Great topic, Elise! =) First off, I agree that if people really want to read a book, they will, regardless of length of apparent difficulty--though it helps if they're already "relaxed" around the book, if you take my meaning.

I voluntarily read both A Christmas Carol and Oliver Twist when I was in high school, and had a good time with each book. I think that knowing the plots in advance (thanks to a heavily abridged "Popular Children's Classics" for Oliver and numerous adaptations for Carol) kept me from being too intimidated. As for length: I was very happy to learn that Oliver was originally published one chapter at a time. Somehow that made it seem "easier."

A year later, I tried Hard Times and was quite put off. =( Then I didn't read Charles Dickens again until I was assigned Great Expectations in uni. I remember it being all right . . . but not spectacular enough for me to keep at Dickens.

So I'm not very attracted to Dickens at the moment, I'm afraid. Every time I consider reading something by him, I get the sense that it will be heavy and depressing; and I'd rather read something lighter and more "irreverent" when it comes to human failings. (Hence my current read: Jane Austen's Mansfield Park!)

The Editrix said...

Oooh, Mansfield Park! Have you read it before?

Great Expectations is the Dickens novel that I'm reading right now.

Embrethiliel, let me say that I can really identify with where you are right now with Dickens! I read A Christmas Carol ages ago, and enjoyed it. A couple of years later, I tried The Old Curiosity Shop, but couldn't get into it at all.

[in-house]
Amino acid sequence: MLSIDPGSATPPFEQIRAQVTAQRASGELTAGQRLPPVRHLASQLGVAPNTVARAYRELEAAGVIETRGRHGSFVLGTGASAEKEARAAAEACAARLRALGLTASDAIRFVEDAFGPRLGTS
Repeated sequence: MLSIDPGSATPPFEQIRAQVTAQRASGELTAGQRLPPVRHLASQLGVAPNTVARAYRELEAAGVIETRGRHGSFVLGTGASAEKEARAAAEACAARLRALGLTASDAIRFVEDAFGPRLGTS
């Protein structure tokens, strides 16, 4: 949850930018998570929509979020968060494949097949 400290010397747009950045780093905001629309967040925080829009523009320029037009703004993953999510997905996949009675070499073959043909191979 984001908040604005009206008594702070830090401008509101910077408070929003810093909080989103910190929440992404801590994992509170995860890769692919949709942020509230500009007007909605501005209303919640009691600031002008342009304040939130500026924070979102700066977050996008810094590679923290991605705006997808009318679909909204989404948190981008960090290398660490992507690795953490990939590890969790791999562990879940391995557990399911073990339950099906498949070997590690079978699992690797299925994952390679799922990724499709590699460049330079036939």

Then recently I watched Our Mutual Friend. . . then I read the book. . . and the rest is history! :P (BTW, I think you'd really like OMF - it's extremely funny at times, even though it's quite a dark story, and there's a lot of brilliant social satire.)

If I can offer one piece of advice when it comes to approaching Dickens, it would be: watch the movie first, then read the book. I find this helps me enormously - it gets me interested in the story, and it gives me a familiarity with the plot and characters, so that I don't feel nearly as intimidated as I would otherwise when starting the book.

Our Mutual Friend is the best Dickens adaptation I've seen, with Little Dorrit and Bleak House not too far behind. Great Expectations 1999 (with Ioan Gruffudd and Justine Waddell) is also pretty good.

Enbrethiliel said...


No, I have not yet Mansfield Park before! I put this reading off for many years because I wanted there to be at least one Jane Austen novel in my future (if that makes sense!), but I finally caved in this week and started it.